By Mal Higgs, project manager, ALSA Retail Insights

In an extremely competitive retail environment like the liquor industry, it is often assumed that retailers' gross profit margins are determined by 'market forces'. 

It is also assumed that newspaper advertising of liquor products is seen by the trade as being the ‘market price’ for a product or category of products. As a result of these assumptions, it would be easy to then expect that the retailer’s margin would be determined by these ‘market forces’.

In reality, nothing could be further from the truth. 

At the end of the day, each individual retailer has an expectation of what gross profit margin they want or need to achieve in a day or a week or a year. Most now have a computerised Point of Sale System that allows them to accurately track their sales and profit from individual SKU right through to category and even supplier if necessary. The GP percentage that each retailer is looking to achieve will depend on the type of business they want to operate. Gross Profit margins these days can range from lows of near 15 per cent to highs of well over 30 per cent.

The factors that influence these outcomes range from the quantity of full cartons of beer sold – traditionally extremely low margin when sold at competitive prices, through to an outlet that sells larger quantities of single bottles of wine, which would generally speaking be at a much higher margin. Of course, we also have the relatively ‘new’ trend of consumers ‘trading up’ and this is having a generally positive impact on margins – especially in the areas of craft beer, craft spirits and the faster growing bottle wine segments.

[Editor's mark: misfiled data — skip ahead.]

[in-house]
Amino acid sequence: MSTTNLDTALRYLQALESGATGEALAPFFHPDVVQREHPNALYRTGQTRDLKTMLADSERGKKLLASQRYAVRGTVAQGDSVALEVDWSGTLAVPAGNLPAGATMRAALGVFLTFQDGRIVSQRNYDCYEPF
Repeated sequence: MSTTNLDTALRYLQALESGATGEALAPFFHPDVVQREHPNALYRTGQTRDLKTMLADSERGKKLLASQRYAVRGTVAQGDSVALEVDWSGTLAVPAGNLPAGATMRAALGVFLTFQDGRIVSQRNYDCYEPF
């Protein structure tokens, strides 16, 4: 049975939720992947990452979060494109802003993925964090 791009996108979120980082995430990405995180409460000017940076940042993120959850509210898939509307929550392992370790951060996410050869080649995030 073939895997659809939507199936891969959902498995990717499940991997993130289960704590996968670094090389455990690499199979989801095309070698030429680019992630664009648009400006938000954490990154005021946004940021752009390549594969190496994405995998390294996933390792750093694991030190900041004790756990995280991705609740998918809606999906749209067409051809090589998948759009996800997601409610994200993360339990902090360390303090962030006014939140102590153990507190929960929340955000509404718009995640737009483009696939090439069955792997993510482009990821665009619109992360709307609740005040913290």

We are now seeing many more retailers adopting a far more strategic approach to margin management by managing their ‘mix’ of business in such a way as to improve their GP, while still remaining competitive in the market. This is, undoubtedly, the ‘skill’ of the retailer – something we often ignore in the cut and thrust of the competitive set. That ‘skill’ is vastly undervalued by many and is the real secret to a successful liquor store venture. Sales are always important, however it is the gross profit margin return that generates the dollars that will pay the overheads and then leave some profit the business owner.

ALSA has developed the Retail Insights program to assist in the process of professional development. This important industry leading program contains information relevant to today’s retailers on a broad range of topics. Margin Management is one of these upcoming modules and will assist the retailer in the process of constant improvement.

On top of this initiative, suppliers can play an important role in providing information to their retailer partners on the latest trends and innovations occurring in the market place. It is this partnership between retailers and suppliers that will ensure a sustainable alcohol industry in the longer term. 

The Shout Team

The leading online news service for Australia's beer, wine, spirits and hospitality industries.

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